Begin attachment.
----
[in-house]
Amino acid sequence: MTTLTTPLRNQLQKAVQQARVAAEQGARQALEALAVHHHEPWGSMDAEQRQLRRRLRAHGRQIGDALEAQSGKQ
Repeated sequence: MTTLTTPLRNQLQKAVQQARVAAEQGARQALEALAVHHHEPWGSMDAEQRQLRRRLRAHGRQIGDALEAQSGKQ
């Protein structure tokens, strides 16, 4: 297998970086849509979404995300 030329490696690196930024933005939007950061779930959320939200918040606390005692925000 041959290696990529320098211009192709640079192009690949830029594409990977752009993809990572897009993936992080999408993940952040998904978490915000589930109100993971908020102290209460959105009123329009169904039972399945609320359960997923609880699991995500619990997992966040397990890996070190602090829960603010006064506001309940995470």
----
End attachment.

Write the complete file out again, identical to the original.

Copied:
[in-house]
Amino acid sequence: MTTLTTPLRNQLQKAVQQARVAAEQGARQALEALAVHHHEPWGSMDAEQRQLRRRLRAHGRQIGDALEAQSGKQ
Repeated sequence: MTTLTTPLRNQLQKAVQQARVAAEQGARQALEALAVHHHEPWGSMDAEQRQLRRRLRAHGRQIGDALEAQSGKQ
């Protein structure tokens, strides 16, 4: 297998970086849509979404995300 030329490696690196930024933005939007950061779930959320939200918040606390005692925000 041959290696990529320098211009192709640079192009690949830029594409990977752009993809990572897009993936992080999408993940952040998904978490915000589930109100993971908020102290209460959105009123329009169904039972399945609320359960997923609880699991995500619990997992966040397990890996070190602090829960603010006064506001309940995470």